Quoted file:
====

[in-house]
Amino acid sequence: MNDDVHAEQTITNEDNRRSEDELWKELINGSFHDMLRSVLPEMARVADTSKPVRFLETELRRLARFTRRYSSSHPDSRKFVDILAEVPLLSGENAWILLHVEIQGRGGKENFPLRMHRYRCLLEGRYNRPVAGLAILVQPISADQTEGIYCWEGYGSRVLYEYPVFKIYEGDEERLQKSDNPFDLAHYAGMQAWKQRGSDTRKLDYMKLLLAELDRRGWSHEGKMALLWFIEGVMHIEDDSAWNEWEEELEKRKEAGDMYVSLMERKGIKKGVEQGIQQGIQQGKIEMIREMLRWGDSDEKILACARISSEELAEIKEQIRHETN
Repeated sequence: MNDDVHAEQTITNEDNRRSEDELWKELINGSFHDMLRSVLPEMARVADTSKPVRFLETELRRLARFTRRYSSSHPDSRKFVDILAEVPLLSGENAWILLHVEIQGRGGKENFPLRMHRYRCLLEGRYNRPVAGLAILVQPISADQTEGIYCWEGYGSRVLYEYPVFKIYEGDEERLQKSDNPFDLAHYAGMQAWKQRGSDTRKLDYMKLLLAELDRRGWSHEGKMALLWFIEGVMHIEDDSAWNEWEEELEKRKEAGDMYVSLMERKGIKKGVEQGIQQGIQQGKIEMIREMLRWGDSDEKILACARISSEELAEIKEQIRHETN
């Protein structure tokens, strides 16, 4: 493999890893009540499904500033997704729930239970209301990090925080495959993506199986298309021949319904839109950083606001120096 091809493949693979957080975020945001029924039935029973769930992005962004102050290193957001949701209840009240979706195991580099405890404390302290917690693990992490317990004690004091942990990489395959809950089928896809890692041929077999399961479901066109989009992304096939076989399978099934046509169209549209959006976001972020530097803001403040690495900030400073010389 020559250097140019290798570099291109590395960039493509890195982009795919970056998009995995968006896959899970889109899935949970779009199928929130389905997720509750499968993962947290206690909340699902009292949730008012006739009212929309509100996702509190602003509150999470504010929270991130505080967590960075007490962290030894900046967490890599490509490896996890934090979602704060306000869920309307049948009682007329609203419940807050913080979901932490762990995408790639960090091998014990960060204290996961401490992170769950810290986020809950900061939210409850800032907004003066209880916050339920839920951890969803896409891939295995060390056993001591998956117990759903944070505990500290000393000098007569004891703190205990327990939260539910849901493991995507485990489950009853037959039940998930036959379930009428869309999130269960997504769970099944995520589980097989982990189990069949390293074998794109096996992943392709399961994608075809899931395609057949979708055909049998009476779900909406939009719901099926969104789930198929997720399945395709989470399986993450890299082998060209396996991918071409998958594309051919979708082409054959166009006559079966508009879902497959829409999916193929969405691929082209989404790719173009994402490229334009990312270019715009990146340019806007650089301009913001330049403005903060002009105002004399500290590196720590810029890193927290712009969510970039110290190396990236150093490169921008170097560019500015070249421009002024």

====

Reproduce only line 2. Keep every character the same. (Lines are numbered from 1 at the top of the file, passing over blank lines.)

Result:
Amino acid sequence: MNDDVHAEQTITNEDNRRSEDELWKELINGSFHDMLRSVLPEMARVADTSKPVRFLETELRRLARFTRRYSSSHPDSRKFVDILAEVPLLSGENAWILLHVEIQGRGGKENFPLRMHRYRCLLEGRYNRPVAGLAILVQPISADQTEGIYCWEGYGSRVLYEYPVFKIYEGDEERLQKSDNPFDLAHYAGMQAWKQRGSDTRKLDYMKLLLAELDRRGWSHEGKMALLWFIEGVMHIEDDSAWNEWEEELEKRKEAGDMYVSLMERKGIKKGVEQGIQQGIQQGKIEMIREMLRWGDSDEKILACARISSEELAEIKEQIRHETN